This plan tying water revenue to pension liabilities is all wet

LEGISLATION INTRODUCED this month in the General Assembly proposes creating a statewide water authority to centralize oversight and operations of the 490 public water-supply systems in Rhode Island. / COURTESY ­PROVIDENCE WATER SUPPLY BOARD
LEGISLATION INTRODUCED this month in the General Assembly proposes creating a statewide water authority to centralize oversight and operations of the 490 public water-supply systems in Rhode Island. / COURTESY ­PROVIDENCE WATER SUPPLY BOARD

The post-retirement benefit Armageddon that awaits Providence has inspired a state legislator to offer up a bill that would help the city deal with the issue with seemingly few political consequences.

The legislation establishes a statewide water-supply authority that would take over the administrative responsibility for managing any or all of the state’s 490 public water-supply systems. Such an entity would make a water supplier such as the Providence Water Supply more a cash cow than a break-even proposition for the city.

If enacted, the owners of the water would be allowed to earmark revenue from the new state authority, which would buy water from the Providence Water Supply Board and others, toward local pension or retirement systems.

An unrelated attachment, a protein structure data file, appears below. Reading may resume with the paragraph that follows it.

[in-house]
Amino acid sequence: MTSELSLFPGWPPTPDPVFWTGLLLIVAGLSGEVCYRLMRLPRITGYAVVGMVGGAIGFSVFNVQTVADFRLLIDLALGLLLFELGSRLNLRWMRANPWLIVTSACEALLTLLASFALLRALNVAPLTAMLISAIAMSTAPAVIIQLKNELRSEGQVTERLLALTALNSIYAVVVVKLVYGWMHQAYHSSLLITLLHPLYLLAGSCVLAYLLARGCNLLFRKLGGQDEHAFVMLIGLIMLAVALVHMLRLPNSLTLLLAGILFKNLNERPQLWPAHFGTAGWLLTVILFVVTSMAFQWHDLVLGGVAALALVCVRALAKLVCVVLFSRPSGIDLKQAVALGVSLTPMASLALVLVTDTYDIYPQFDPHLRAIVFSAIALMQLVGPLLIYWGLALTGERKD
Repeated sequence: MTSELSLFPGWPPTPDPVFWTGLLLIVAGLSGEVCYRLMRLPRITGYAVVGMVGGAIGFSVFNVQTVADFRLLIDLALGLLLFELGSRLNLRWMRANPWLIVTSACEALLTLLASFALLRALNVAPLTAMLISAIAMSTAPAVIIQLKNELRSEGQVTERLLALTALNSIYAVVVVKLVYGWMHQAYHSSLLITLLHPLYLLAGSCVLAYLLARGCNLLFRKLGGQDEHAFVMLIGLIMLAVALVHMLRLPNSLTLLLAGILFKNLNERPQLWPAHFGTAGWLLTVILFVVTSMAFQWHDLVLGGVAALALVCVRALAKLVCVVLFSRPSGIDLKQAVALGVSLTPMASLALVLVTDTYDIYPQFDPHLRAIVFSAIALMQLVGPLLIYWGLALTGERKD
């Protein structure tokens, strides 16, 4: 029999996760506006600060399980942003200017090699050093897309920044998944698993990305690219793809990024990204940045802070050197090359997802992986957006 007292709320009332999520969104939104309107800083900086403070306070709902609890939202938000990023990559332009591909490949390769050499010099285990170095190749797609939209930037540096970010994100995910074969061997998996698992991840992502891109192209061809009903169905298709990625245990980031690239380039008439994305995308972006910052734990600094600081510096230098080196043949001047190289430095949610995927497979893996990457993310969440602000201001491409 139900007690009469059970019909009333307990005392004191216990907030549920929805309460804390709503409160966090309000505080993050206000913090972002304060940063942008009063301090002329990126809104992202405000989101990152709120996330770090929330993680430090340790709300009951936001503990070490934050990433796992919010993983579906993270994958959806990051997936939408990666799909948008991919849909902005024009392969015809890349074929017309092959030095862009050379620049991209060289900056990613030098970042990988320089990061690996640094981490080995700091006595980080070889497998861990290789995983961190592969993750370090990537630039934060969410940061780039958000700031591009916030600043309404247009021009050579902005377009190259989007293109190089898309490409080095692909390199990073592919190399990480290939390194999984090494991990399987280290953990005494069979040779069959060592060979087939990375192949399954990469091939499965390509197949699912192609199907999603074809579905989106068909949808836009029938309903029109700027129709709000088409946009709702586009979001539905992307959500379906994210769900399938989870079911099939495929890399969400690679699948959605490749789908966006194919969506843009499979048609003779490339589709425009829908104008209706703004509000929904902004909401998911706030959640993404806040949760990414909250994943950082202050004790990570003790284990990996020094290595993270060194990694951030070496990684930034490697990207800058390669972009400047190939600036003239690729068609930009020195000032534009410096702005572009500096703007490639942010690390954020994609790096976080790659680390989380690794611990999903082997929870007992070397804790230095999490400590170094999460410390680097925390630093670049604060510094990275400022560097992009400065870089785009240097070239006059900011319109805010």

If this sounds too good to be true, well, it is. That’s because the cost of running the water-supply system would still have to be paid. Thus a water owner such as Providence would only see the income but none of the expense of distributing drinking water across the state.

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The likely result of this sleight of hand would be a major rate hike for those people buying the water at the retail end, including but not limited to Providence’s taxpayers. In effect, it would be a tax increase without the politicians who enabled it having to answer to the voters for it.

In the end it would seem that the city’s elected leaders would not be required to make progress at getting liabilities and revenue to match up as they should, all the while smiling sheepishly as taxpayers are forced to pay for past bad promises and poor management.